The Big Five: Arms Control Decision-Making in the Soviet Union

By Aleksandr' G. Savel'Yev; Nikolay N. Detinov et al. | Go to book overview

even here one had to choose the lesser evil; nothing less than the fate of the ABM Treaty was at stake. Still, the "new political thinking" in this particular instance proved to be strong enough and undoubtedly contributed to enhancing trust between the Soviet Union and the United States.

The end of the "Krasnoyarsk epic" is symbolic for the times in which we live. Early in 1992, Izvestia reported that the Krasnoyarsk authorities had asked the Ministry of Defense not to eliminate completely the structures of the radar, since they could be used in the civilian economy. More recently it was reported that a furniture factory was to be opened on the former radar site. Konverisiya (defense conversion) is obviously gaining momentum.


Notes
1.
The Soviet Side continued to make this reference throughout the Defense and Space Talks as "the ABM Treaty, as signed in 1972, and of unlimited duration." It was almost as if the Soviets could not say "the ABM Treaty [period]" without the other words somehow tumbling out. This both puzzled and delighted the American Side, who could always respond by pointing out that the Soviets (and Americans) had agreed to a major modification of that treaty in the Protocol of 1974. In my research for this book, I discovered the real story. The backstoppers in Moscow sent instructions to the Delegation with the "as signed in 1972" wording in them. The Delegation saw the potential problem and cabled Moscow. Moscow, however, could admit no error, because, after all, the backstoppers know all (regardless of nationality). As a result the Delegation was curtly told to execute their instructions as written. Once said, there was no going back. Consequently, the error was perpetuated and became a part of both the lexicon of the talks and a "light motif in the dance of the Defense and Space Talks," in the words of U.S. DST Negotiator, Ambassador David J. Smith. U.S. Ed.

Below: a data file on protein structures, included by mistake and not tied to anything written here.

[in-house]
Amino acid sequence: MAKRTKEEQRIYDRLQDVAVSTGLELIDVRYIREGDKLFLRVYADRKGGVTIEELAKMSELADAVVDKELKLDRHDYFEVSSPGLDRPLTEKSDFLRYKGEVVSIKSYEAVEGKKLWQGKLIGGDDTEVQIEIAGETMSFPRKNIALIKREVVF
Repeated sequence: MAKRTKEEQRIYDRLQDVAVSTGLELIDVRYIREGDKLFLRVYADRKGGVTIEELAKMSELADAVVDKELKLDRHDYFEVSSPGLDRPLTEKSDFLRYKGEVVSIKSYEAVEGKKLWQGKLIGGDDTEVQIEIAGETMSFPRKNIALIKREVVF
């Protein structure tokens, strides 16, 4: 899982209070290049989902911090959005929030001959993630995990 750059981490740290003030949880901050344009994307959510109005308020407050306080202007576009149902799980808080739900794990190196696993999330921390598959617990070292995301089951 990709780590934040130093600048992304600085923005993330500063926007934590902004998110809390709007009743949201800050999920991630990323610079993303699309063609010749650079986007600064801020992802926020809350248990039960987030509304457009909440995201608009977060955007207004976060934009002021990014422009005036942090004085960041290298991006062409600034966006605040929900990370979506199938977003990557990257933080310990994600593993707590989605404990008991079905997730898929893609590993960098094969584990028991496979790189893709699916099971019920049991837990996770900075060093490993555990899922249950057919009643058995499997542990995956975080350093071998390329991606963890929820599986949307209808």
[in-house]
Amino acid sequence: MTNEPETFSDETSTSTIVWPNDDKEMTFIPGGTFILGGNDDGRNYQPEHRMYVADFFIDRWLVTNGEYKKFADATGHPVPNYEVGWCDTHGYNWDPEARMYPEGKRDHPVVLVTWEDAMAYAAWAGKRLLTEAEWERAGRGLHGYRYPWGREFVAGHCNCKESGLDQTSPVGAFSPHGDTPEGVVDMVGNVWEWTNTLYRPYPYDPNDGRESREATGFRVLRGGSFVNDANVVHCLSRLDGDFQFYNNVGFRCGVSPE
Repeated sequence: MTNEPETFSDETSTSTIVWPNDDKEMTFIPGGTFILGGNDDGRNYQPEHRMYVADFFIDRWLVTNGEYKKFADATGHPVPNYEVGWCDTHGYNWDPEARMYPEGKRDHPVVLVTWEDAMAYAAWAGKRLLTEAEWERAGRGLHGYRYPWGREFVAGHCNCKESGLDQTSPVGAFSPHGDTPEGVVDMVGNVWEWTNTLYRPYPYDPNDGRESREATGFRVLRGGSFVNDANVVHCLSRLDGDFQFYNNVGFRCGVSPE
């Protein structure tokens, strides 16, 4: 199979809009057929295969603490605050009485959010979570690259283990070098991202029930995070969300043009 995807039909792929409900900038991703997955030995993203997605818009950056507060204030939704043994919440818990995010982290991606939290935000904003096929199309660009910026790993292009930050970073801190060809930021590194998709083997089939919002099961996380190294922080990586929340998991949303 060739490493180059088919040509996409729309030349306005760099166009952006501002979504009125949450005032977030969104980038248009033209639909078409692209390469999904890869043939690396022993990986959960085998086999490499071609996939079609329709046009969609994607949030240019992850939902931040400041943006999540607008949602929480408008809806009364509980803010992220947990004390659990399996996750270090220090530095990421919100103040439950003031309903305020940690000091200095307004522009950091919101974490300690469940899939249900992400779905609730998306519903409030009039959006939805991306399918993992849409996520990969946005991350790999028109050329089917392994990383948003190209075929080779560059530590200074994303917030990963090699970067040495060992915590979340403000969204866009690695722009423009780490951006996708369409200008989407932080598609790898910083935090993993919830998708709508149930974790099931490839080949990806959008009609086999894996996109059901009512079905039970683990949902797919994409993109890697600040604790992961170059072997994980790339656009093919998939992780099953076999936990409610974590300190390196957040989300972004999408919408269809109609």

2.
The Standing Consultative Commission or SCC was the U.S.-Soviet group established and charged by the ABM Treaty with considering all questions of compliance, providing information to

-109-

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The Big Five: Arms Control Decision-Making in the Soviet Union
Table of contents

Table of contents

  • Title Page iii
  • Contents v
  • Abbreviations and Acronyms vii
  • Foreword xi
  • Acknowledgments xv
  • 1- The Historical Background 1
  • Notes 13
  • 2- The Politburo Commission For The Supervision of The Negotiations 15
  • Notes 30
  • 3- The Big Five and The Small Five 31
  • Note 42
  • 4 - The Salt II Talks: The Decision-Making Mechanism in Action 43
  • Notes 53
  • 5- "Euromissiles" and The Principle of Equal Security 55
  • Notes 68
  • 6- The Start Negotiations And the Final Period Of Superpower Confrontation 71
  • Notes 80
  • 7- The Return to The Negotiations: the Prelude To Perestroyka 83
  • Notes 94
  • 8- The Krasnoyarsk Affair 95
  • Notes 109
  • 9- Perestroyka and the Further Refinement of The Decision-Making Mechanism 111
  • Note 122
  • 10- Medium-Range Nuclear Weapons Negotiations: Was the "Zero Option" Really So Bad? 123
  • Notes 139
  • 11- The Start Treaty: Who Made Concessions to Whom? 141
  • Note 150
  • 12- The Difficult Path to The Start Treaty 151
  • 13- Defense and Space Issues: A Field for Future Negotiations? 163
  • Notes 182
  • 14- The Big Five: from Its Birth To Its Death 183
  • Note 192
  • 15- Reflections 193
  • Index 195
  • About the Authors and Editor 205
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